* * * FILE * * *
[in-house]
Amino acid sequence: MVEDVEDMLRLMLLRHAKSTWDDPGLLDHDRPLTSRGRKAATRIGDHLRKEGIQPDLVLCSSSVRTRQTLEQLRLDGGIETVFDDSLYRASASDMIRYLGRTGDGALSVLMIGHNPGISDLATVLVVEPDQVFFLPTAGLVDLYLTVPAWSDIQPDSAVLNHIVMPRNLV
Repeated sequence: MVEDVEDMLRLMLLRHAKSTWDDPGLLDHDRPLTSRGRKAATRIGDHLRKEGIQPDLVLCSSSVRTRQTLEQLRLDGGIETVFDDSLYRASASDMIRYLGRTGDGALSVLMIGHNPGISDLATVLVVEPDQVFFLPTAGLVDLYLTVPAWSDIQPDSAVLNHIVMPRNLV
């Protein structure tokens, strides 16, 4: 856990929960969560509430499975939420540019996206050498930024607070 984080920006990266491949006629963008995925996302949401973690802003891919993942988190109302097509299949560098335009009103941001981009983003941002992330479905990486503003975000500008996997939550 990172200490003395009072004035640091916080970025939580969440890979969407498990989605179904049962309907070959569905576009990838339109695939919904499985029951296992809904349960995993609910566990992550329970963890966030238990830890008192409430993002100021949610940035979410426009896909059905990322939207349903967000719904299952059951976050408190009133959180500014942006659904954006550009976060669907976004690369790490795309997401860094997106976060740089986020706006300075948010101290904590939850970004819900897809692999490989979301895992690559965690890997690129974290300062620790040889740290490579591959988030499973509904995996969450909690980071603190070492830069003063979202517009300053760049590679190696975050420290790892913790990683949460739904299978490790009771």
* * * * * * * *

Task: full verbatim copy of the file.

[in-house]
Amino acid sequence: MVEDVEDMLRLMLLRHAKSTWDDPGLLDHDRPLTSRGRKAATRIGDHLRKEGIQPDLVLCSSSVRTRQTLEQLRLDGGIETVFDDSLYRASASDMIRYLGRTGDGALSVLMIGHNPGISDLATVLVVEPDQVFFLPTAGLVDLYLTVPAWSDIQPDSAVLNHIVMPRNLV
Repeated sequence: MVEDVEDMLRLMLLRHAKSTWDDPGLLDHDRPLTSRGRKAATRIGDHLRKEGIQPDLVLCSSSVRTRQTLEQLRLDGGIETVFDDSLYRASASDMIRYLGRTGDGALSVLMIGHNPGISDLATVLVVEPDQVFFLPTAGLVDLYLTVPAWSDIQPDSAVLNHIVMPRNLV
């Protein structure tokens, strides 16, 4: 856990929960969560509430499975939420540019996206050498930024607070 984080920006990266491949006629963008995925996302949401973690802003891919993942988190109302097509299949560098335009009103941001981009983003941002992330479905990486503003975000500008996997939550 990172200490003395009072004035640091916080970025939580969440890979969407498990989605179904049962309907070959569905576009990838339109695939919904499985029951296992809904349960995993609910566990992550329970963890966030238990830890008192409430993002100021949610940035979410426009896909059905990322939207349903967000719904299952059951976050408190009133959180500014942006659904954006550009976060669907976004690369790490795309997401860094997106976060740089986020706006300075948010101290904590939850970004819900897809692999490989979301895992690559965690890997690129974290300062620790040889740290490579591959988030499973509904995996969450909690980071603190070492830069003063979202517009300053760049590679190696975050420290790892913790990683949460739904299978490790009771």